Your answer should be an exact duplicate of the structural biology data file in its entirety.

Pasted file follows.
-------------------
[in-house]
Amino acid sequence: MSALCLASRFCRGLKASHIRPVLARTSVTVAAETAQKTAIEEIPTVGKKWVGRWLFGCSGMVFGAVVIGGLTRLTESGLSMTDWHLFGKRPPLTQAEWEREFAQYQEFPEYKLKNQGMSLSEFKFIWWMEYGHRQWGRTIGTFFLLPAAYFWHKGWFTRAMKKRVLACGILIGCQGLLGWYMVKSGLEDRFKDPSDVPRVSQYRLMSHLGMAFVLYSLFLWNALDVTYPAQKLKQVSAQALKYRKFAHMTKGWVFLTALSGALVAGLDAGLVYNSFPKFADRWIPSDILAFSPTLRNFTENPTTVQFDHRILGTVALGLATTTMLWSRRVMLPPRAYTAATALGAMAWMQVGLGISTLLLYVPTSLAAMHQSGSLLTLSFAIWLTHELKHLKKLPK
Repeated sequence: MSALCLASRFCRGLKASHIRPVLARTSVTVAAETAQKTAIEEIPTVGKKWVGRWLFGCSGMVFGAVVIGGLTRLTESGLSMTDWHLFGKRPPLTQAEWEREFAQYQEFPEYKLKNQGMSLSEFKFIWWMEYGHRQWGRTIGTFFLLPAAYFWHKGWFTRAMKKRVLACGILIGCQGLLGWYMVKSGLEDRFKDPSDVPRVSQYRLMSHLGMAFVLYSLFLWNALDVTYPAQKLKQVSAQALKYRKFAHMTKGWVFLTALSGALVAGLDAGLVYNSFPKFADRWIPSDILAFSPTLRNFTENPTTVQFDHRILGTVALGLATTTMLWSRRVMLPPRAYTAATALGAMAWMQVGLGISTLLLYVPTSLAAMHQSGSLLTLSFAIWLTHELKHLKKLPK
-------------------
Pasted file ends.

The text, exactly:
[in-house]
Amino acid sequence: MSALCLASRFCRGLKASHIRPVLARTSVTVAAETAQKTAIEEIPTVGKKWVGRWLFGCSGMVFGAVVIGGLTRLTESGLSMTDWHLFGKRPPLTQAEWEREFAQYQEFPEYKLKNQGMSLSEFKFIWWMEYGHRQWGRTIGTFFLLPAAYFWHKGWFTRAMKKRVLACGILIGCQGLLGWYMVKSGLEDRFKDPSDVPRVSQYRLMSHLGMAFVLYSLFLWNALDVTYPAQKLKQVSAQALKYRKFAHMTKGWVFLTALSGALVAGLDAGLVYNSFPKFADRWIPSDILAFSPTLRNFTENPTTVQFDHRILGTVALGLATTTMLWSRRVMLPPRAYTAATALGAMAWMQVGLGISTLLLYVPTSLAAMHQSGSLLTLSFAIWLTHELKHLKKLPK
Repeated sequence: MSALCLASRFCRGLKASHIRPVLARTSVTVAAETAQKTAIEEIPTVGKKWVGRWLFGCSGMVFGAVVIGGLTRLTESGLSMTDWHLFGKRPPLTQAEWEREFAQYQEFPEYKLKNQGMSLSEFKFIWWMEYGHRQWGRTIGTFFLLPAAYFWHKGWFTRAMKKRVLACGILIGCQGLLGWYMVKSGLEDRFKDPSDVPRVSQYRLMSHLGMAFVLYSLFLWNALDVTYPAQKLKQVSAQALKYRKFAHMTKGWVFLTALSGALVAGLDAGLVYNSFPKFADRWIPSDILAFSPTLRNFTENPTTVQFDHRILGTVALGLATTTMLWSRRVMLPPRAYTAATALGAMAWMQVGLGISTLLLYVPTSLAAMHQSGSLLTLSFAIWLTHELKHLKKLPK